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Titans stay optimistic with Mariota at helm

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Tennessee Titans quarterback Marcus Mariota (8) talks on the sideline in the first half of an NFL football game against the Indianapolis Colts Sunday

NASHVILLE, Tenn. >> Questions about whether Marcus Mariota could take a snap under center or run a huddle seem almost silly now.

So too the idea that the Tennessee Titans rookie quarterback would be a runner needing time to learn how to throw in the NFL.

“Everybody expects him to run,” Titans wide receiver Kendall Wright said of Mariota. “He only runs when he has to, and I don’t think he really has to.

“Every time he scrambles, his eyes are downfield, and he’s looking for somebody to throw to, and I think that’s helping him a lot. When the time comes for him to run, that’s when I think he will run.”

Three games in, the Heisman Trophy winner from Oregon is off to a strong start in the NFL with Tennessee.

Yes, the Titans are 1-2 at their bye — the same start as a year ago, when they finished 2-14 and earned the right to draft Mariota at No. 2 overall.

Yet Mariota already has put up impressive numbers while writing himself into some record books and earning honors as the NFL’s offensive rookie of the month for September. Indianapolis coach Chuck Pagano, who had Andrew Luck as a rookie back in 2012, has been impressed by Mariota’s poise and command.

“The guy looks like he’s been in the league three or four years,” Pagano said.

Mariota opened with a bang, tying the NFL mark for most TD passes in a player’s first three games with eight.

Only Aaron Rodgers, Tom Brady and Carson Palmer have more touchdown passes than Mariota, who also ranks seventh with a passer rating of 109.2 and eighth with 833 yards passing.

“I don’t know what the full season will look like, but as long as he keeps getting better like he’s doing I think he’ll have a really good rookie season,” Wright said.

The Titans and coach Ken Whisenhunt went all in after selecting Mariota, turning the offense over to the rookie instantly after tweaking the offense before the draft.

A perfectionist, Mariota has impressed coaches and teammates alike with how hard he works. After looking to the sideline for play calls at Oregon, the rookie rehearsed the night before offseason practices so he could rattle off the call smoothly on the field. He also fixed a hitch in handing off the ball.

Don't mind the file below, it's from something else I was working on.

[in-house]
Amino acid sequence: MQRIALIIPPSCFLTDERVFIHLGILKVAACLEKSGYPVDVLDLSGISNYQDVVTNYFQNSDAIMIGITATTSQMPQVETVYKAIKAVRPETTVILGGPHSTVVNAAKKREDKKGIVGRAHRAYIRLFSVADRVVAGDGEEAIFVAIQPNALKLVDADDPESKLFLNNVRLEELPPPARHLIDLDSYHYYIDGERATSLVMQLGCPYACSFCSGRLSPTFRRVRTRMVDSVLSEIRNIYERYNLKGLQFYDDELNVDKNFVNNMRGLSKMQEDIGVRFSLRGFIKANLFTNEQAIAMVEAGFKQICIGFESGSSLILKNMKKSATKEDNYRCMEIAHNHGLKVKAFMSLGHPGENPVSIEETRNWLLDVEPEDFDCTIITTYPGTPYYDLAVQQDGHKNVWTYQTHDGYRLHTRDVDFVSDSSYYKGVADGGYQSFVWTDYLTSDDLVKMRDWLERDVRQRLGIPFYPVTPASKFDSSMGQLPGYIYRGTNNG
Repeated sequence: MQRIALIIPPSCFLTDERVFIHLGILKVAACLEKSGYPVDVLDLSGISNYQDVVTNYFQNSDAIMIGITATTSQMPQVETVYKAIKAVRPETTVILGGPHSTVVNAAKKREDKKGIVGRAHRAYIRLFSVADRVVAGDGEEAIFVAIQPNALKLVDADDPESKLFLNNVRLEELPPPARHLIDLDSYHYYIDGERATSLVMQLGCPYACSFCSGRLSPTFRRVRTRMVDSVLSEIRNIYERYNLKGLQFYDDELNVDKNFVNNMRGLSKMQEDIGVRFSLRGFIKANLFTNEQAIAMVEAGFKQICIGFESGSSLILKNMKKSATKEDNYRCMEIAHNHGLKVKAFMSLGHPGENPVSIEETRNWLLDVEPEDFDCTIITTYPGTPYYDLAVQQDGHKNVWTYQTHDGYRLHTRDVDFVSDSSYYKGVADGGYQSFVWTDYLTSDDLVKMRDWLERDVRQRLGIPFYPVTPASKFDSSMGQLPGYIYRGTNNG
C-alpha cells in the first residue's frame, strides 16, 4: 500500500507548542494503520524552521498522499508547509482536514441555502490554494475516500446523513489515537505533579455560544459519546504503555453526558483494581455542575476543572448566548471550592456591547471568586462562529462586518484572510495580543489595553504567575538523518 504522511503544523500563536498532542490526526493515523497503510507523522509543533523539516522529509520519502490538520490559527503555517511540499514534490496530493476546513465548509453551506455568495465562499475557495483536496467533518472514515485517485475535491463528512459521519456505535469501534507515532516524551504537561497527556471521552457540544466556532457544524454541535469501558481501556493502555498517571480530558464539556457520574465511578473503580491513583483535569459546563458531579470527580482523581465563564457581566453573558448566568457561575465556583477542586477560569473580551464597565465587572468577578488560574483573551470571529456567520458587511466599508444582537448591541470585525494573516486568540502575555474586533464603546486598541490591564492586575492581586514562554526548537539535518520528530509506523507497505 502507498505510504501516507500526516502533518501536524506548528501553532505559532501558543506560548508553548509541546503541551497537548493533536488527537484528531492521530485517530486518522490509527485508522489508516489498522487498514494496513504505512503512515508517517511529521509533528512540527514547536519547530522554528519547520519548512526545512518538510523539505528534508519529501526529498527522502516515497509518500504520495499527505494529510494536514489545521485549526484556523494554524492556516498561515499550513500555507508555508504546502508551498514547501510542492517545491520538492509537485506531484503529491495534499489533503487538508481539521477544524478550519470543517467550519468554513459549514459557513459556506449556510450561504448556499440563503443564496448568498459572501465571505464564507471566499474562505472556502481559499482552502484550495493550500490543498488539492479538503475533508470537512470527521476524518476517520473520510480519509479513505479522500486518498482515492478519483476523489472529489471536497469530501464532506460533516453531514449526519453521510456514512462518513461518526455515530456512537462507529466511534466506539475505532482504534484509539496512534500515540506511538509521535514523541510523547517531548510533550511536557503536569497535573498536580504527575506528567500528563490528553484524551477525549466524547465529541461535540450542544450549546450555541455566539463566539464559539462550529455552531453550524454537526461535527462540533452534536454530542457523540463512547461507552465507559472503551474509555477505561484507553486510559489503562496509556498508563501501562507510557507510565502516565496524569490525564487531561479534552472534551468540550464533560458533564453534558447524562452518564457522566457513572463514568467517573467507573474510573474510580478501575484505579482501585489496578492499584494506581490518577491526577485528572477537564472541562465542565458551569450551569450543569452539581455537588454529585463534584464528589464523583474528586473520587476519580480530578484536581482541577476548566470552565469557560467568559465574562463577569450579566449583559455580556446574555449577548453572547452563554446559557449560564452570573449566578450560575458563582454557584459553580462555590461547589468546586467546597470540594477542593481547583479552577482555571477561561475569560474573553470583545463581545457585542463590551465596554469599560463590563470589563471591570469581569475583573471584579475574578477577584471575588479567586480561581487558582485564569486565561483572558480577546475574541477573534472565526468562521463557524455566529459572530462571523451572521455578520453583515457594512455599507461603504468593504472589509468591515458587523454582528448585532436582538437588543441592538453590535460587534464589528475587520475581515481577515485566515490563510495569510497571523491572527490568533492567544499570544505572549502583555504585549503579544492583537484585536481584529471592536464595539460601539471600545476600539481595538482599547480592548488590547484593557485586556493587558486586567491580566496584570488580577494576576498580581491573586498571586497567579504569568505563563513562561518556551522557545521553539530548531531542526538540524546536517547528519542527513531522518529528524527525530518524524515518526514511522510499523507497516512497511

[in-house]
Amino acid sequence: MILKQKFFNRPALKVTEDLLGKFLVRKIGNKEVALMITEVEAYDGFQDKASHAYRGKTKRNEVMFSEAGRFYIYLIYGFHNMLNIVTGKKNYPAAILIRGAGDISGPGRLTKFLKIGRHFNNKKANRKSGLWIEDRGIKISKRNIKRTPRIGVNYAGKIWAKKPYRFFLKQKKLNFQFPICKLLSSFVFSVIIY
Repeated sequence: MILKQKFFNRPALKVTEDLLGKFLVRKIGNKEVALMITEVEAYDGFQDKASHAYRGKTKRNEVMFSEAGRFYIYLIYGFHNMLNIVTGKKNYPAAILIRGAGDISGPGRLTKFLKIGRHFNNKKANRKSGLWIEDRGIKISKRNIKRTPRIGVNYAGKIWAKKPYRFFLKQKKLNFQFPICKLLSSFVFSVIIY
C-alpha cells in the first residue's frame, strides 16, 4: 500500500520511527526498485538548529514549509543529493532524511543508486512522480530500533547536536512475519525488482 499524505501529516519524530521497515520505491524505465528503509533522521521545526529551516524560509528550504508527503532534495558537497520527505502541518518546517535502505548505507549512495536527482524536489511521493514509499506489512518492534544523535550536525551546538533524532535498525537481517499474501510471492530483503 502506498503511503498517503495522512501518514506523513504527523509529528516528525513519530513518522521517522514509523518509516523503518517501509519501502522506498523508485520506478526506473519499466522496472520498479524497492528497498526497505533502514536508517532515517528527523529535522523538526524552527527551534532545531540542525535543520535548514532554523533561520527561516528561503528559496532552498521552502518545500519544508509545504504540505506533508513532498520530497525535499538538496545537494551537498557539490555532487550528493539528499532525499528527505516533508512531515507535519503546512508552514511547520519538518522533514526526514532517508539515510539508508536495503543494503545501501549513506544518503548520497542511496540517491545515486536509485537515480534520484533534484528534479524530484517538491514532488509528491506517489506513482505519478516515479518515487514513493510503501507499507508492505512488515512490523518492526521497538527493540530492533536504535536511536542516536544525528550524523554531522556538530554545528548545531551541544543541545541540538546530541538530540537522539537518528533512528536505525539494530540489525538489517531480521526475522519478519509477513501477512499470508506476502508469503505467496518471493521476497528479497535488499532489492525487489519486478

His NFL debut was one for the ages in a duel with Tampa Bay Buccaneers rookie quarterback Jameis Winston, taken just before Mariota with the No. 1 overall pick.

Mariota became the first rookie to throw four TD passes in his first half as the Titans breezed to a 42-14 victory. Mariota’s cleats from that game are on display at the Pro Football Hall of Fame.

“If you just woke up from a couple years of sleep, didn’t know anything and watched the game with the sound off, you wouldn’t know that he was a rookie,” Cleveland coach Mike Pettine said of Mariota’s debut performance.

A challenge for rookie quarterbacks coming into the NFL can be dealing with the long season while avoiding the roller coaster of emotions.

“You’ve got to find a way to keep sort of a steady-Eddie approach each week,” said Colts quarterback Andrew Luck.

That describes Mariota’s approach to a T.

Right guard Chance Warmack said he has been impressed most by how Mariota never gets too excited at a big play or too upset by a mistake.

Teammates see a bright future for Tennessee after watching Mariota lead the Titans to 27 straight points against the Colts last week.

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